Animal Control Officer Needs To Learn A Lesson

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Editor:

As a former prosecutor who has prosecuted dozens of Cruelty to Animals cases, I have been waiting to see when charges would be filed against Mike Spaulding for the killing of the Great Dane, Tonto.

Even though he is a county employee, the case could be prosecuted by an agency other than Gila County. As a courtesy, prosecutors routinely prosecute cases for other agencies whenever there is a conflict of interest which disqualifies the normal prosecutor's office (as in the county prosecuting a county employee).

A quick look at the statute reveals that charges under ARS 13-2910 would be appropriate. That statute reads, in part:

13-2910 Cruelty to Animals...

A. A person commits cruelty to animals if the person does any of the following:

....

3. Intentionally, knowingly or recklessly inflicts unnecessary physical injury to any animal.

...

5. Intentionally, knowingly or recklessly kills any animal under the custody or control of another person without either legal privilege or consent of the owner.

These offenses are class one misdemeanors, punishable by up to three years probation, six months in jail, and a $2,500 fine.

While it is doubtful that the killing was intentional, it would probably not be difficult to prove that the killing was either "knowing" or "reckless."

ARS 13-105 defines the required states of mind:

ARS 13-105. Definitions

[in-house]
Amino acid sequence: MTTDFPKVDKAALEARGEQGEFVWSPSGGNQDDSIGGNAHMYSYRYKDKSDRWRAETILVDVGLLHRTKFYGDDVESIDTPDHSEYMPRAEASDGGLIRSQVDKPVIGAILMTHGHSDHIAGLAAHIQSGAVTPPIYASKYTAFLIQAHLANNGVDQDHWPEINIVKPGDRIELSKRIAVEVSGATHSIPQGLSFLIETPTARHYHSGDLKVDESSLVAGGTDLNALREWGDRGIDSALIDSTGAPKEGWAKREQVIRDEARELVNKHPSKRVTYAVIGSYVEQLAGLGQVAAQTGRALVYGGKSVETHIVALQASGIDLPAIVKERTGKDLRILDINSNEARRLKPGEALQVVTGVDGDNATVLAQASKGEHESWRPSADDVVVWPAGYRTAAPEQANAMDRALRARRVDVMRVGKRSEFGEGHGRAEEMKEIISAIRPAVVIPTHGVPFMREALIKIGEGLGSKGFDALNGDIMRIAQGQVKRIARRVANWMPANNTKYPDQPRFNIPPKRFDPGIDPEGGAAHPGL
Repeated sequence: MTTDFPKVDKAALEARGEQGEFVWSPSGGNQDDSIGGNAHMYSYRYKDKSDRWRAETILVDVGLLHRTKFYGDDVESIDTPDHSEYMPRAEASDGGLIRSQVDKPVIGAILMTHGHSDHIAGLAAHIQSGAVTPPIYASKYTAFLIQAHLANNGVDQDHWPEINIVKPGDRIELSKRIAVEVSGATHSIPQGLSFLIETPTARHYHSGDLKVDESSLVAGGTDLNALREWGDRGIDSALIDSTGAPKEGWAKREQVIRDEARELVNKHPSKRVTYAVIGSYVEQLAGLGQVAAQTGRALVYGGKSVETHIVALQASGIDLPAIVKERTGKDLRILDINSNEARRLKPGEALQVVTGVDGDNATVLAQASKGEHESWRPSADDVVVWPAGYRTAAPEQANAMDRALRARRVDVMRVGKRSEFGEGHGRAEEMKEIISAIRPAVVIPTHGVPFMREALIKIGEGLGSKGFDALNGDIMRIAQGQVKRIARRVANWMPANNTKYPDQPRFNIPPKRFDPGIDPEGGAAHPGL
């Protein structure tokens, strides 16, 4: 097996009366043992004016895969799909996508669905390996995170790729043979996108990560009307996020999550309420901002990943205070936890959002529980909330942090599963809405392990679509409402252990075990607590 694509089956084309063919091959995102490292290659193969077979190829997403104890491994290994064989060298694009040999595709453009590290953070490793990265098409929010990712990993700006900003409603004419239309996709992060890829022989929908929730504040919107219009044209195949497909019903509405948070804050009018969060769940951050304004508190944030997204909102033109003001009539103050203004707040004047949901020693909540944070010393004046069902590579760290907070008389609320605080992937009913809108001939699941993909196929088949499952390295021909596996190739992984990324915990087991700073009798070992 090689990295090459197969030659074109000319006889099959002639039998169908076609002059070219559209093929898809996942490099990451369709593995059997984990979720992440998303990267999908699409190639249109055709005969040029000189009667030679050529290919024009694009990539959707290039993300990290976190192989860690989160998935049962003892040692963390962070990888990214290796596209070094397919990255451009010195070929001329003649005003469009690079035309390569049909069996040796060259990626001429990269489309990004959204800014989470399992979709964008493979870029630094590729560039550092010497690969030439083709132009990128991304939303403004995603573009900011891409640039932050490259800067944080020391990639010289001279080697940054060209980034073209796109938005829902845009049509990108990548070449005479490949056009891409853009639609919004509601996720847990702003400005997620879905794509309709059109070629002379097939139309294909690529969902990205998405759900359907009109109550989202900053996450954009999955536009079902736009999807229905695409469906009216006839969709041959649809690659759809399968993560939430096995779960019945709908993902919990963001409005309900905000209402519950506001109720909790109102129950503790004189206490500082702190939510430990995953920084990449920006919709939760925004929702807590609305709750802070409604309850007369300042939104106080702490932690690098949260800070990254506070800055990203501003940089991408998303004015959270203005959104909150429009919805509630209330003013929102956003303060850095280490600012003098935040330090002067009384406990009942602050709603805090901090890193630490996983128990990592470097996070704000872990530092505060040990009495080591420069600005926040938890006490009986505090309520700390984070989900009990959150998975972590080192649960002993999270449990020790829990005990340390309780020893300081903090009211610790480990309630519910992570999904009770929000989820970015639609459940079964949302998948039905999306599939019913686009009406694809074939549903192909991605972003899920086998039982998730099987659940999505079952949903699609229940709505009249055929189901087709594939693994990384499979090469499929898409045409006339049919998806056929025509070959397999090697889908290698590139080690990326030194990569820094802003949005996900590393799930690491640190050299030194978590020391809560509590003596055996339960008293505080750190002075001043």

...

9. (b) "Knowingly" means, with respect to conduct or to a circumstance described by a statute defining an offense, that a person is aware or believes that his or her conduct is of that nature or that the circumstance exists.

9. (c) Recklessly means, with respect to a result or a circumstance described by a statute defining an offense, that a person is aware of and consciously disregards a substantial and unjustifiable risk that the result will occur....

Of course, the fact that Mr. Spaulding is a trained and experienced animal control officer is evidence that he would be aware of the effects of tightening a noose around an animal's neck and dragging it that way. He had to be aware that there was a substantial risk of killing or seriously injuring the dog.

If Chandler police officer Dan Lovelace can be prosecuted for an on-duty killing, there is no reason why Officer Spaulding cannot. Wearing a uniform and being on duty does not excuse crimes committed by an officer exceeding the bounds of his authority. Officer Spaulding, still out there with his noose, needs to learn that lesson.

Carol D. Stubbs, Payson

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